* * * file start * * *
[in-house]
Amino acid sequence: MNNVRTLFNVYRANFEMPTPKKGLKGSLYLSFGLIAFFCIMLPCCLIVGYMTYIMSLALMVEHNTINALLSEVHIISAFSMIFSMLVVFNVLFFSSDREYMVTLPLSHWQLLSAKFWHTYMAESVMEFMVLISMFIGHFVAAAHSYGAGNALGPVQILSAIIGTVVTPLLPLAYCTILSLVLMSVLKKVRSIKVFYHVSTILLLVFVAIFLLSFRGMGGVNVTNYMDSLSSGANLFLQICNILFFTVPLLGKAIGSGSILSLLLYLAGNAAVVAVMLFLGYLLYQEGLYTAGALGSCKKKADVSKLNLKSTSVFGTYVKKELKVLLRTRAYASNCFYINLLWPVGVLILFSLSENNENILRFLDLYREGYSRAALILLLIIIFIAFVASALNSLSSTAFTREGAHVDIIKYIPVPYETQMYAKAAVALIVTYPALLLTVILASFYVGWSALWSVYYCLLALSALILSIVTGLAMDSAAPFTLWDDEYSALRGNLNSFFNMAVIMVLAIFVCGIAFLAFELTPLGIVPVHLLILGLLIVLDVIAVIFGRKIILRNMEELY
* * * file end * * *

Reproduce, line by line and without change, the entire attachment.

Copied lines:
[in-house]
Amino acid sequence: MNNVRTLFNVYRANFEMPTPKKGLKGSLYLSFGLIAFFCIMLPCCLIVGYMTYIMSLALMVEHNTINALLSEVHIISAFSMIFSMLVVFNVLFFSSDREYMVTLPLSHWQLLSAKFWHTYMAESVMEFMVLISMFIGHFVAAAHSYGAGNALGPVQILSAIIGTVVTPLLPLAYCTILSLVLMSVLKKVRSIKVFYHVSTILLLVFVAIFLLSFRGMGGVNVTNYMDSLSSGANLFLQICNILFFTVPLLGKAIGSGSILSLLLYLAGNAAVVAVMLFLGYLLYQEGLYTAGALGSCKKKADVSKLNLKSTSVFGTYVKKELKVLLRTRAYASNCFYINLLWPVGVLILFSLSENNENILRFLDLYREGYSRAALILLLIIIFIAFVASALNSLSSTAFTREGAHVDIIKYIPVPYETQMYAKAAVALIVTYPALLLTVILASFYVGWSALWSVYYCLLALSALILSIVTGLAMDSAAPFTLWDDEYSALRGNLNSFFNMAVIMVLAIFVCGIAFLAFELTPLGIVPVHLLILGLLIVLDVIAVIFGRKIILRNMEELY